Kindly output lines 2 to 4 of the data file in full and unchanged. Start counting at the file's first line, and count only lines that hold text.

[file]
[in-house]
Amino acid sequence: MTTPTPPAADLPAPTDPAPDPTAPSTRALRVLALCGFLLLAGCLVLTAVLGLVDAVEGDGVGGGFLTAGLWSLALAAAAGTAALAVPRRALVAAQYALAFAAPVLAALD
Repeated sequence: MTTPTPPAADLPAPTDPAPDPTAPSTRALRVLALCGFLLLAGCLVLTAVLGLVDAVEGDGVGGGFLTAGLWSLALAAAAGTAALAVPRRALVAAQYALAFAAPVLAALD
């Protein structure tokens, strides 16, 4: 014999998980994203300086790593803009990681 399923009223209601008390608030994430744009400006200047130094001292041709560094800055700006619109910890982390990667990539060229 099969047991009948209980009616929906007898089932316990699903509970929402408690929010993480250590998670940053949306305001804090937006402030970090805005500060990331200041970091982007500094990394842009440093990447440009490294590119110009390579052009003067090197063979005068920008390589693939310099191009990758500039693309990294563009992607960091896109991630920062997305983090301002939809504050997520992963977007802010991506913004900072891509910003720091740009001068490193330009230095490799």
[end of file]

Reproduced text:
Amino acid sequence: MTTPTPPAADLPAPTDPAPDPTAPSTRALRVLALCGFLLLAGCLVLTAVLGLVDAVEGDGVGGGFLTAGLWSLALAAAAGTAALAVPRRALVAAQYALAFAAPVLAALD
Repeated sequence: MTTPTPPAADLPAPTDPAPDPTAPSTRALRVLALCGFLLLAGCLVLTAVLGLVDAVEGDGVGGGFLTAGLWSLALAAAAGTAALAVPRRALVAAQYALAFAAPVLAALD
């Protein structure tokens, strides 16, 4: 014999998980994203300086790593803009990681 399923009223209601008390608030994430744009400006200047130094001292041709560094800055700006619109910890982390990667990539060229 099969047991009948209980009616929906007898089932316990699903509970929402408690929010993480250590998670940053949306305001804090937006402030970090805005500060990331200041970091982007500094990394842009440093990447440009490294590119110009390579052009003067090197063979005068920008390589693939310099191009990758500039693309990294563009992607960091896109991630920062997305983090301002939809504050997520992963977007802010991506913004900072891509910003720091740009001068490193330009230095490799």